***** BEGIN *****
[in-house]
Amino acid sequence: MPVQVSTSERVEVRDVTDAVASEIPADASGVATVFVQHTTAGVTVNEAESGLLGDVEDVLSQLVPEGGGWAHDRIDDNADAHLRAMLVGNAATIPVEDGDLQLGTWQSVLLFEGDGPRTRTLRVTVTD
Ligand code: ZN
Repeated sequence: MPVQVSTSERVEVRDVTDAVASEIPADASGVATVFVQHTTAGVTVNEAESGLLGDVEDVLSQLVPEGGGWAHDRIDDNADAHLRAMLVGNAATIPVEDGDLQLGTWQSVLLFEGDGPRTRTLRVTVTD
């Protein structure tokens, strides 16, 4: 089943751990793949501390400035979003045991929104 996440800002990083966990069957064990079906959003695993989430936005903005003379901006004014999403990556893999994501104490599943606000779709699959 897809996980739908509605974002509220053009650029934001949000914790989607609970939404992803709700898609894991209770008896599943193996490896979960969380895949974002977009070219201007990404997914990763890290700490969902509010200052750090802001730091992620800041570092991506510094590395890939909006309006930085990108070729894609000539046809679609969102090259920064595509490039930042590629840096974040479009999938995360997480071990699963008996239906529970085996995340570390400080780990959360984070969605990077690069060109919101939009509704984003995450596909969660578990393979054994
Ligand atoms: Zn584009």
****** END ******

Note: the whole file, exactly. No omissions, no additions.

[in-house]
Amino acid sequence: MPVQVSTSERVEVRDVTDAVASEIPADASGVATVFVQHTTAGVTVNEAESGLLGDVEDVLSQLVPEGGGWAHDRIDDNADAHLRAMLVGNAATIPVEDGDLQLGTWQSVLLFEGDGPRTRTLRVTVTD
Ligand code: ZN
Repeated sequence: MPVQVSTSERVEVRDVTDAVASEIPADASGVATVFVQHTTAGVTVNEAESGLLGDVEDVLSQLVPEGGGWAHDRIDDNADAHLRAMLVGNAATIPVEDGDLQLGTWQSVLLFEGDGPRTRTLRVTVTD
């Protein structure tokens, strides 16, 4: 089943751990793949501390400035979003045991929104 996440800002990083966990069957064990079906959003695993989430936005903005003379901006004014999403990556893999994501104490599943606000779709699959 897809996980739908509605974002509220053009650029934001949000914790989607609970939404992803709700898609894991209770008896599943193996490896979960969380895949974002977009070219201007990404997914990763890290700490969902509010200052750090802001730091992620800041570092991506510094590395890939909006309006930085990108070729894609000539046809679609969102090259920064595509490039930042590629840096974040479009999938995360997480071990699963008996239906529970085996995340570390400080780990959360984070969605990077690069060109919101939009509704984003995450596909969660578990393979054994
Ligand atoms: Zn584009």